Holly Glen Gearhart
Those of us over the age of 50, part of what has been termed the “Silver Tsunami” of retiring boomers, hear a lot about estate planning, leaving a legacy to charity or making “final arrangements.” What we don’t hear much about is who is going to take care of us when we can no longer do it all ourselves.
No one wants to think about becoming dependent on others for help but the stats are in, and whether we like it or not, we are going to need help. Things as seemingly mundane as personal care, writing checks to pay our bills, grocery shopping or getting to medical appointments are not going to get easier, the older we get.
For some, age has nothing to do with needing care. The need for a caregiver can begin at any age. When the time comes, it comes in an instant – any one of us can find ourselves needing help as the result of an accident or illness. Long-term care is often provided at the person’s home by unpaid caregivers such as family members or friends.
According to the National Alliance for Caregiving (NAC), a non-profit coalition of national organizations focusing on family caregiving issues, “Most of these caregivers are caring for someone age 50 and older, and many caregivers are older adults themselves. The average caregiver provides 20-25 hours of assistance per week.”
In addition, the caregiver’s quality of life may begin to suffer; many become so involved with the care of another that their own health begins to fail, and depression and grief are common among those who care for a family member or friend.
Richard Schulz, PhD, Professor of Psychiatry at the University of Pittsburgh School of Medicine, states,“Family caregivers are pretty heroic in terms of what they do, but the way we’ve fashioned long-term care is that we wear caregivers out and then put the care recipient into a nursing home when the caregiver becomes exhausted and can’t take another step.”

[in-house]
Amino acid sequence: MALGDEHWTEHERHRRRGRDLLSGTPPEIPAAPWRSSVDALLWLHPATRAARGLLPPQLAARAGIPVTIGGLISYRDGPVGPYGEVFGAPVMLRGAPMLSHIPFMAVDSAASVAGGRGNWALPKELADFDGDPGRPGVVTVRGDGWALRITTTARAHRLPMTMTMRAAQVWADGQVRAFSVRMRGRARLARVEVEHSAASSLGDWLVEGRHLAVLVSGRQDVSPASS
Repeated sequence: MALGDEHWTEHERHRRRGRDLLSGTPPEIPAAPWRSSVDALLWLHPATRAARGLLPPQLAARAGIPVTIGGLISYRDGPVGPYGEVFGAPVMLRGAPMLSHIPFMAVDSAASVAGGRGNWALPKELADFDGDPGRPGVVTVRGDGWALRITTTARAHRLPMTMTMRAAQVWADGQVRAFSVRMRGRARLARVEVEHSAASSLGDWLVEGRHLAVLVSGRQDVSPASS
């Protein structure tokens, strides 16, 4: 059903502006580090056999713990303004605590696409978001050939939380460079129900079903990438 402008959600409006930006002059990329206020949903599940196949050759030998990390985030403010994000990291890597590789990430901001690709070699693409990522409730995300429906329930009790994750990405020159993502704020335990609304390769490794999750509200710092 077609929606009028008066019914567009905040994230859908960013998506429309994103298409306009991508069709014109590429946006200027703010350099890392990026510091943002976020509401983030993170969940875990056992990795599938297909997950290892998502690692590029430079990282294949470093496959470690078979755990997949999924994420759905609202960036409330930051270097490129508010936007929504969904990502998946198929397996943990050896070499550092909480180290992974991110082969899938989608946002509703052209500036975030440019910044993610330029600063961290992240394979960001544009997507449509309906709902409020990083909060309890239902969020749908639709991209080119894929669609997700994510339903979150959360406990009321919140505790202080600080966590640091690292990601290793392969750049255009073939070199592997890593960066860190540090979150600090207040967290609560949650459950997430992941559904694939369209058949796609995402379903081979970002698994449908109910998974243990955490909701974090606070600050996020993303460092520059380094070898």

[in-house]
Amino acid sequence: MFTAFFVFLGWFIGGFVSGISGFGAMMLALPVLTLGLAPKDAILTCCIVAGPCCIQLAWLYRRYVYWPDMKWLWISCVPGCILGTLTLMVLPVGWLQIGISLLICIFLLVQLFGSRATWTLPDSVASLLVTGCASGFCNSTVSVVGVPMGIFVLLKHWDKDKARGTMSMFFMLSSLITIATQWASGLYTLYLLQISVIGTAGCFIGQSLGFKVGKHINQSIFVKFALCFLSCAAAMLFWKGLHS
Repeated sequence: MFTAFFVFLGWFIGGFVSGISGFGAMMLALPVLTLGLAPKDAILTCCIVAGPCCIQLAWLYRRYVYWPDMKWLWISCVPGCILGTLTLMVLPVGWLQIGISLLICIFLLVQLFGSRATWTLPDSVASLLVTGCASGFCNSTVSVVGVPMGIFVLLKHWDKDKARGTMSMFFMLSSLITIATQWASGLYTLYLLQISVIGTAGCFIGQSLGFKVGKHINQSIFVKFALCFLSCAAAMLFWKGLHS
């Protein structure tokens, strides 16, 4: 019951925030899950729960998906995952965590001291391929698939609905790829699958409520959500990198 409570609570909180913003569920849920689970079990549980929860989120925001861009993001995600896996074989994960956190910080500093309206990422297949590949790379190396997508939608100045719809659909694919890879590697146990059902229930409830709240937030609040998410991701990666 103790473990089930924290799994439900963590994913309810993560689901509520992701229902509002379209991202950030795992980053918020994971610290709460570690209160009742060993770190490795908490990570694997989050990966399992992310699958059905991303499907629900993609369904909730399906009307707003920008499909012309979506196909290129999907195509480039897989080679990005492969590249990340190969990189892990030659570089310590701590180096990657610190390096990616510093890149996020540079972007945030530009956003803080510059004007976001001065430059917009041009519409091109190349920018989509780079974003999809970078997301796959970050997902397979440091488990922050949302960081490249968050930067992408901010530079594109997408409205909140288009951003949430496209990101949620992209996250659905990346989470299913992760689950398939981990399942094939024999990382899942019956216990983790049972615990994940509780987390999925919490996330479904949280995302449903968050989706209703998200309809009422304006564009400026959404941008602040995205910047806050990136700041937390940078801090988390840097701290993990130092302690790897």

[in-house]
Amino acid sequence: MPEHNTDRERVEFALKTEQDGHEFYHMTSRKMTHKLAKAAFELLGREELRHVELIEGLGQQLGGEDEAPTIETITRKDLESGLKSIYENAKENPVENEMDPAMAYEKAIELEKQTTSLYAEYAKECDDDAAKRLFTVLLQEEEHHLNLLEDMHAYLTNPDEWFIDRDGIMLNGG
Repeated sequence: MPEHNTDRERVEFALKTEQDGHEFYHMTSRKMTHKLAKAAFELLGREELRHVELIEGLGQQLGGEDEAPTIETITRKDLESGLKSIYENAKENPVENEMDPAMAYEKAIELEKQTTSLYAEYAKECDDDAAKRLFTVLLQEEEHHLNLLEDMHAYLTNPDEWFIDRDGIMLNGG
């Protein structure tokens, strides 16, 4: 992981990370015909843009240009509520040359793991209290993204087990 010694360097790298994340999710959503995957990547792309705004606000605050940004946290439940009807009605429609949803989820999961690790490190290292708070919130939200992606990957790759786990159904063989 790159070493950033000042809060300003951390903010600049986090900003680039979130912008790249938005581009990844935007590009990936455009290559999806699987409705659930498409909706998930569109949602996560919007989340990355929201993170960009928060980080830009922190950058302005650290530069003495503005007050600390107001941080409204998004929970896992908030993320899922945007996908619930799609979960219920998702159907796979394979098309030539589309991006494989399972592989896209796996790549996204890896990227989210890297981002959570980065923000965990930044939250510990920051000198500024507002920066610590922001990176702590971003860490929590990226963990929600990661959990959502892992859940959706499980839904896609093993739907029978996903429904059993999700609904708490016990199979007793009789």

Janet Collins, PhD, Director of the National Center for Chronic Disease Prevention and Health Promotion at the Centers for Disease Control and Prevention recognizes that, “Our awareness of caregiving as a critical public health issue is growing, especially as the U.S. population continues to age and as dementia-associated health, economic, and societal challenges become even more pronounced.”
The grief and stress endured by well-meaning family members and friends has brought concern for the health and well-being of the caregiver into the national spotlight. In the past the emphasis has been on providing emotional and social support for the caregiver. Now, the more expanded concerns include finding them help in forms of group support, structured time off and psychological counseling.
As this need grows it becomes a matter of public health. There is need to turn to the public health system to find support specifically designed to deal with caregiver stress. This is not a great thought, is it? But it is something we need to think about before we cannot speak for ourselves. It is time to open this dialog.